The Not So Private Life of Brandi Sellers-Jackson

The Not So Private Life of Brandi Sellers-Jackson

By Anita Little

Who is pleasure for? And what forms can it take? The answers to both of those questions have become more elastic. Pleasure is no longer defined by coupled sex between white, cis-gendered, abled bodies. It can look like solitude. It can sound like stillness. It can even feel like birth.

When I video chat Brandi Sellers-Jackson, I’m not entirely sure what to expect. I soon realize maybe that’s the point. Sellers-Jackson doesn’t easily fit into a box. The Los Angeles–based doula is the founder of the popular women’s wellness blog Not So Private Parts, a mother of three, a wife and an artist. Her life delicately navigates the fraught intersections of motherhood, race and health. And today we’re here to chat about how pleasure operates across all three.

Could you share your motivation for Not So Private Parts and how the project changed you?

Not So Private Parts was birthed out of grief. Grief was the starter, curiosity was the starter. I had a miscarriage in 2014, and after miscarrying I remember googling all these things. I couldn't find any resources.

Eventually I decided I needed to be the thing that I needed. I began writing and sharing what it felt like. My first blog post was about my miscarriage, and it opened the floodgates for other conversations and things we don't really talk about. It’s no longer just about parenthood or motherhood or loss, but also the joys of being a human and being a person who identifies as a woman.

What did you learn about yourself in 2020?

This year started off as a Dumpster fire. There were personal things happening in my partnership, there were things happening around us with Covid-19. Then there was the racial aspect of living in this body, where it was clear that our lives don't matter and that, as a Black woman, our lives *really* don't matter.

For the first time in the history of ever, I decided to try therapy. People probably assume that because of the work I do, of course I do therapy and of course I do self-care. In a broad sense, yes, I was self-caring, but I had never taken an intentional moment to unload on someone else.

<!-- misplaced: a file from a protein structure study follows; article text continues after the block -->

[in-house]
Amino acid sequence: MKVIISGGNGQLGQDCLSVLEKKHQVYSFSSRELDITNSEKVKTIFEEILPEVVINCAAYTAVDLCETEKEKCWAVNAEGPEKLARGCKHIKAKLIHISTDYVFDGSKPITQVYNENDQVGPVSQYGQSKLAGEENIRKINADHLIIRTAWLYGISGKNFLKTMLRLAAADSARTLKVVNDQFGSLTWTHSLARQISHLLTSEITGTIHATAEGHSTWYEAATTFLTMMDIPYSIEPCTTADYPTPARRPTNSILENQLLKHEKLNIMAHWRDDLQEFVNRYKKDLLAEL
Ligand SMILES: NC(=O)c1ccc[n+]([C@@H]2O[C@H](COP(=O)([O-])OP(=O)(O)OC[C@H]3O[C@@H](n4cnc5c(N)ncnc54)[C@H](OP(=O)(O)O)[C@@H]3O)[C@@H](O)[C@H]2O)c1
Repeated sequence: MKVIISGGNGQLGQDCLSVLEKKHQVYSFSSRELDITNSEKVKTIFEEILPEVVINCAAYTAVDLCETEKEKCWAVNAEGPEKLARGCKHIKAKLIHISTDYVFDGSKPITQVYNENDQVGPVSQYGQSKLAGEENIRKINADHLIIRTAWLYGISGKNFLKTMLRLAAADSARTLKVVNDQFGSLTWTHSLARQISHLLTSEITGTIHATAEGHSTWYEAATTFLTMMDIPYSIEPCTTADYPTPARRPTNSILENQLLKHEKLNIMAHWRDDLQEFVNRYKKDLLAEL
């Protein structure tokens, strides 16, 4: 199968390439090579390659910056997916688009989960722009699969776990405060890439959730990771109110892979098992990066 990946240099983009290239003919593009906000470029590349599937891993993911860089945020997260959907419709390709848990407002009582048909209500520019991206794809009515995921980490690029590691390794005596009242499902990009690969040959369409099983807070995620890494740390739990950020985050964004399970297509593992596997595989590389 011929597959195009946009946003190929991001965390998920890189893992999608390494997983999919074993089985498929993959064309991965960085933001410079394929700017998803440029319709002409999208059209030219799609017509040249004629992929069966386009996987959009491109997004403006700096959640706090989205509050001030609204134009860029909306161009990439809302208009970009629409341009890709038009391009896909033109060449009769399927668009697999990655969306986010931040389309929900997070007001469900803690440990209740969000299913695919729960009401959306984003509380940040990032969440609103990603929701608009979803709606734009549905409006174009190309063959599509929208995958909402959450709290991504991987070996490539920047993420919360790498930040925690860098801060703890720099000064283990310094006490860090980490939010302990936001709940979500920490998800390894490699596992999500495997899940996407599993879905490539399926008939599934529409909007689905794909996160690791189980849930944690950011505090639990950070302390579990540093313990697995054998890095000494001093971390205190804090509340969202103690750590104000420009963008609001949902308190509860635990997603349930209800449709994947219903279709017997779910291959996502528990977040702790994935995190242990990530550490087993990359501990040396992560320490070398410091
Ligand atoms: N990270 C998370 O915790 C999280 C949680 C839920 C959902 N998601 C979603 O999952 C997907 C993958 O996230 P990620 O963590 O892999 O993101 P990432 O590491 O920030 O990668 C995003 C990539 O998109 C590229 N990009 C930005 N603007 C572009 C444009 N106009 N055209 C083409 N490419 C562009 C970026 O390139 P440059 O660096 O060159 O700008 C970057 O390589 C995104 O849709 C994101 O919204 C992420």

I immediately realized therapy is amazing. Therapy is where I've been able to address trauma and how it shows up in my day-to-day life, whether it's in mothering, partnering, sex, all of it. Also, Black folks just deserve therapy. If we're going to talk about reparations, therapy needs to be in that package somewhere—free therapy forever.

How have your experiences with pregnancy, miscarriage and motherhood changed the way you view your body?

It allowed me to take the pressure off. With birth, with miscarriage, even with mothering, I don't control shit. I don't control anything. For those of us who have had a traumatic childhood, we need control—we look for it, we search for it—because it makes us feel safe. Having a miscarriage, giving birth and parenting these three boys has allowed me to relinquish in a lot of areas. It has allowed me to be freer and know I’m still safe.

In what way is your work as a doula most misunderstood?

People see it as a thing of luxury or even as a white thing. That's not true. If you look at African cultures, it’s something we've done forever. We just didn’t call it a doula.

Doulas are there to help support and guide people. I really try to encourage my clients to be in touch with their bodies and to redefine what pain is. I don't necessarily look at *pain* as a bad word in this regard. Pain is bringing you closer to your baby. Pain doesn't always mean something is wrong; it just means something is happening.

In the midst of all that, though, there is the pleasure that comes with connection.

Mothers are desexualized in society and put into a bucket where they aren't expected to experience pleasure or joy, but are expected to provide pleasure and joy to others. How do you combat that in your own life?

You're constantly desexualized by motherhood. You have to constantly reclaim your body, especially after you give birth, because you're connected to someone else and they are always pulling on you. They are literally attached to you.

Postpartum, you can feel really outside of your body. You don't feel like your body is your own; your organs are all over the place, your digestion is off, all of it is a hot mess. I've had to be intentional in reclaiming that. That could mean taking a bath, just lounging in my robe, whatever the hell I want to do. Or it's a date night, so me and my husband are going to put the kids to bed and do whatever we do. That may look like us watching a movie because we're both tired or it may look like a fun adult session. Just because you're somebody's momma, it doesn't mean you don't deserve pleasure any longer.

How do CBD and cannabis integrate with your pleasure practice?

CBD has been saving my life during this period of quarantining and parenting and humaning. It’s become part of my ritual. I'll make my tea, I'll take all of my vitamins and then I'll get my CBD on. I love products that incorporate CBD into intimacy because it's two-fold: You're getting the self-care and the relaxation of the CBD, but also the pleasure aspect.

How do you define pleasure?

It's learning your body, touching yourself and being able to communicate what feels good as opposed to being reliant on a partner to dictate that. When I think of pleasure, it looks like freedom—the freedom to explore, the freedom to be curious.